2. You (may) pay less income tax: As a freelancer, you don’t have to withhold taxes like company-employed people. Instead, you’ll file taxes directly with the IRS (or through an accountant) and deduct business expenses from your revenue to determine the total taxable income. These tax deductions help lower the amount you’ll owe to the IRS, but remember that you also contribute solely to social security. At the time of writing, this contribution is roughly 15% of your taxable earnings. Depending on how much you make and can deduct, you may pay fewer taxes than a regular employee, but you’d have to run your own calculations.   
  3. You don’t have to depend on an employer for a monthly income: As an IC, you earn a salary based on the number of clients served and your services’ price points. No third party assigns you tasks or pays you. However, consider your geographic area’s market standards when finalizing charges to ensure clients can afford your services. Plus, take on however much work you can handle to maintain peace of mind.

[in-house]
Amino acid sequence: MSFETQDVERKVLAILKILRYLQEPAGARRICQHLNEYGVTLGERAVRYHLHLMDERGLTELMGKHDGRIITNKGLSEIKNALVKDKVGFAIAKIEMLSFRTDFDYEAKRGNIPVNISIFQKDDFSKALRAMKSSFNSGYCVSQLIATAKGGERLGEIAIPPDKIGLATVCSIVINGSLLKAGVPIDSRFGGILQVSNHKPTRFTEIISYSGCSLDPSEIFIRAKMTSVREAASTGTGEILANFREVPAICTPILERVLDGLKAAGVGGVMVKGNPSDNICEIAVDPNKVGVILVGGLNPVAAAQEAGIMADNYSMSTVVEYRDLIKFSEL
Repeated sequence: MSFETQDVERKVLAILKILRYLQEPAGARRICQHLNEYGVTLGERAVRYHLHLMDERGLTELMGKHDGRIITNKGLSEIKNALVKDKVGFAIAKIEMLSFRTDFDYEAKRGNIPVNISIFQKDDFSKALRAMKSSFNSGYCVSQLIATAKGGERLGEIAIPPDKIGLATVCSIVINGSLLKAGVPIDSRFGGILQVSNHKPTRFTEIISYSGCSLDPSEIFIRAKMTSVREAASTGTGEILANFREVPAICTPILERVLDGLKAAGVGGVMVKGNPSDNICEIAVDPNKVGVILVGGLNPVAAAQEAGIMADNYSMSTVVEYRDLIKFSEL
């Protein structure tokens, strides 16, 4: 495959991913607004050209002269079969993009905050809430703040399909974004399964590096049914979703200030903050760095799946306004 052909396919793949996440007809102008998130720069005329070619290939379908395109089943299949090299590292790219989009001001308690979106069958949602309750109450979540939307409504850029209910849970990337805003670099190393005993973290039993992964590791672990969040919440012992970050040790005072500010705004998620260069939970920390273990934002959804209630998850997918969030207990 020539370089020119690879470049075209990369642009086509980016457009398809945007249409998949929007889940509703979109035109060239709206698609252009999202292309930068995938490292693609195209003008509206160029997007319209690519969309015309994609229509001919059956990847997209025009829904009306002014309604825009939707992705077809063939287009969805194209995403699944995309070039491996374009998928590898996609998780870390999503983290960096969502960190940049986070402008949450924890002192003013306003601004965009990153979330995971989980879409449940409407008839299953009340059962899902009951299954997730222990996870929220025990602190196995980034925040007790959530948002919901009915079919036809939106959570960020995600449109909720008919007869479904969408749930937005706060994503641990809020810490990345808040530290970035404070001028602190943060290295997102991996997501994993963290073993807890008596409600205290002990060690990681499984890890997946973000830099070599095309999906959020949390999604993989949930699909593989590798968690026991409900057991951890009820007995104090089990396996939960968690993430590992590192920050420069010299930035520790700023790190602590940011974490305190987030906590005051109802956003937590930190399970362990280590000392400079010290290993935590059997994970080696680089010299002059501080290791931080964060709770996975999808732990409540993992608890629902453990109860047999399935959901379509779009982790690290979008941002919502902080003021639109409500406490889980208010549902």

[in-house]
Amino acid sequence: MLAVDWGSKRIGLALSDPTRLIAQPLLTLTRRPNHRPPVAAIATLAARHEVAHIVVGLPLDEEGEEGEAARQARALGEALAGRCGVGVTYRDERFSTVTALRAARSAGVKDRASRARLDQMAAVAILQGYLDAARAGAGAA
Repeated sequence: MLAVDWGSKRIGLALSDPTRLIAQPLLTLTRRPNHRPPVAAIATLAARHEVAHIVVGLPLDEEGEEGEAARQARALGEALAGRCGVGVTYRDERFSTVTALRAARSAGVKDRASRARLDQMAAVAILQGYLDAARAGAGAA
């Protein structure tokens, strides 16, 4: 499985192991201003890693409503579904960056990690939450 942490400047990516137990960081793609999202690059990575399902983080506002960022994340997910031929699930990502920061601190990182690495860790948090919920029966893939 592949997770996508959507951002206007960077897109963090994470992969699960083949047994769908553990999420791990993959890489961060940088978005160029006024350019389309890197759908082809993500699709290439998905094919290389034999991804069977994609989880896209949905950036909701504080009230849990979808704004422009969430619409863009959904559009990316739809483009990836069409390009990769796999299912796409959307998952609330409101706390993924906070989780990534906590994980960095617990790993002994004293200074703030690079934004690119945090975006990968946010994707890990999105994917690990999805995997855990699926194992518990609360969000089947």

4. Gain flexibility: Not only will you set your own schedule, but you’ll also choose where to work. Send emails from a poolside lounger or an office space –– your clients won’t mind. 


4 drawbacks of working as a contractor

Contractor work may sound dreamy, but there are downsides to consider. Review the following points to make an informed decision about whether it’s right for you:

  1. You take on more responsibility: As a contractor, you’re not only responsible for filing and paying your taxes correctly, you have to find your own health benefits such as an insurance plan. You need to save for your retirement fund.